A few weeks ago the newspapers reported that the number of Indian billionaires had exceeded the number of billionaires in Japan, and there was a considerable amount of self-congratulation on this. I understand from P. Sainath that we rank eighth in the world in the number of our millionaires. And we stand 126th on the Human Development Index. I am glad to report that last year we were 127th.

At this very fast rate of growth that we are now showing, we moved up from 127th to 126th position. This is the paradigm of our development process. In a democracy, every five years the masses determine who will rule this country. And they showed dramatically in the last elections that they knew how to keep their counsel and show who they wanted. We, my party and I, were the beneficiaries and we formed the government. Every five years, it is the masses who determine who will form the government. And in between those five years the classes determine what that government will do.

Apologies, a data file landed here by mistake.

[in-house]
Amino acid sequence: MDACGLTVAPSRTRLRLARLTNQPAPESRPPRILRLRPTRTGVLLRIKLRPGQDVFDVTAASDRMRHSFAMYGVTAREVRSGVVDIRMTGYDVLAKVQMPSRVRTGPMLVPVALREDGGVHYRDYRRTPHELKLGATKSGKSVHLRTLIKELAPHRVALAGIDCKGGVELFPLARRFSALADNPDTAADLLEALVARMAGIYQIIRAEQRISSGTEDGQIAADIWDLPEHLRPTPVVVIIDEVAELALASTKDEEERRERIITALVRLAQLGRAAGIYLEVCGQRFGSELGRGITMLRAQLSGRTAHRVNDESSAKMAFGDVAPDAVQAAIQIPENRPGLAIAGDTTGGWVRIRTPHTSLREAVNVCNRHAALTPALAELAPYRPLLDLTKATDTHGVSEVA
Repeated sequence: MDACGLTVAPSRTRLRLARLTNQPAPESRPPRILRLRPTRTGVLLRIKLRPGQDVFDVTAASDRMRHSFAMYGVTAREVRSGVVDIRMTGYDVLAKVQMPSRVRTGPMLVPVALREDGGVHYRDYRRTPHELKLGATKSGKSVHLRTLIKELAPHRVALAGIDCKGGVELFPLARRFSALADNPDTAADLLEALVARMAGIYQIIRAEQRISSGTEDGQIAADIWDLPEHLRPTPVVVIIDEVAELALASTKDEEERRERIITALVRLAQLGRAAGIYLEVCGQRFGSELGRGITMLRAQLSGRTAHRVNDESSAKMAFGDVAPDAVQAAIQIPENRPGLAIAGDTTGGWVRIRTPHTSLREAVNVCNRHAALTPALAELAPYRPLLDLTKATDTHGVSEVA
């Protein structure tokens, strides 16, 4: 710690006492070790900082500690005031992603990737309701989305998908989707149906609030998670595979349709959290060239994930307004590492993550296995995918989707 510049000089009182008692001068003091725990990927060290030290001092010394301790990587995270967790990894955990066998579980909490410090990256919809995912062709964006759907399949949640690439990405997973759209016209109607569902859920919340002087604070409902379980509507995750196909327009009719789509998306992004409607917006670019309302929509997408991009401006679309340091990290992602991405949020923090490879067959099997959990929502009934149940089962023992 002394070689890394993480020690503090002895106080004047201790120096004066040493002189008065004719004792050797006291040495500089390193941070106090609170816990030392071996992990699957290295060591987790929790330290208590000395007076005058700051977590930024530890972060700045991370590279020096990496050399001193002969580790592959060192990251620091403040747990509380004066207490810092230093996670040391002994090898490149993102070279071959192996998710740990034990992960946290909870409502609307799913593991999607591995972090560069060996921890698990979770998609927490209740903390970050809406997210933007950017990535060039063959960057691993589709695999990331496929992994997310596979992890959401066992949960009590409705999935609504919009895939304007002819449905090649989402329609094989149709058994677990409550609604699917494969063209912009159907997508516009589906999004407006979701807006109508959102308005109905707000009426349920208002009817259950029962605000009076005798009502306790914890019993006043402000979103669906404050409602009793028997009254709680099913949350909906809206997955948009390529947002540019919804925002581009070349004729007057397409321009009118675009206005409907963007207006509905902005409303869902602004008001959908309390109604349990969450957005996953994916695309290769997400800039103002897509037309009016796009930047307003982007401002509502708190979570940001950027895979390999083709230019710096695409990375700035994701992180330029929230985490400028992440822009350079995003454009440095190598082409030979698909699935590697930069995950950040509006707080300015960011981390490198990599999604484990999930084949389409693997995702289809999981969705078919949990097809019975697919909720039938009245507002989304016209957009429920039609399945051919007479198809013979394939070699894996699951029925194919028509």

In determining what that government will do, the CII has played an extremely important role. I am not surprised, as that is its job. It represents industry, and therefore it argues for the interests of the industry. Industry has been enormously benefited by the processes of economic reform that we have seen in this country over the last 15 years or so. But the benefits of these reforms have gone so disproportionately to those who are the most passionate advocates of reforms that every five years we are given a slap in the face for having done what the CII regards as self-evidently the right thing for this country.

It is a sustainable economic proposition, because our numbers are so vast, that there are perhaps 10 million Indians who are just as rich as the richest equivalent segment anywhere in the world or in any group of countries. There are about fifty million Indians who really are extraordinarily well off. That’s the population of the UK.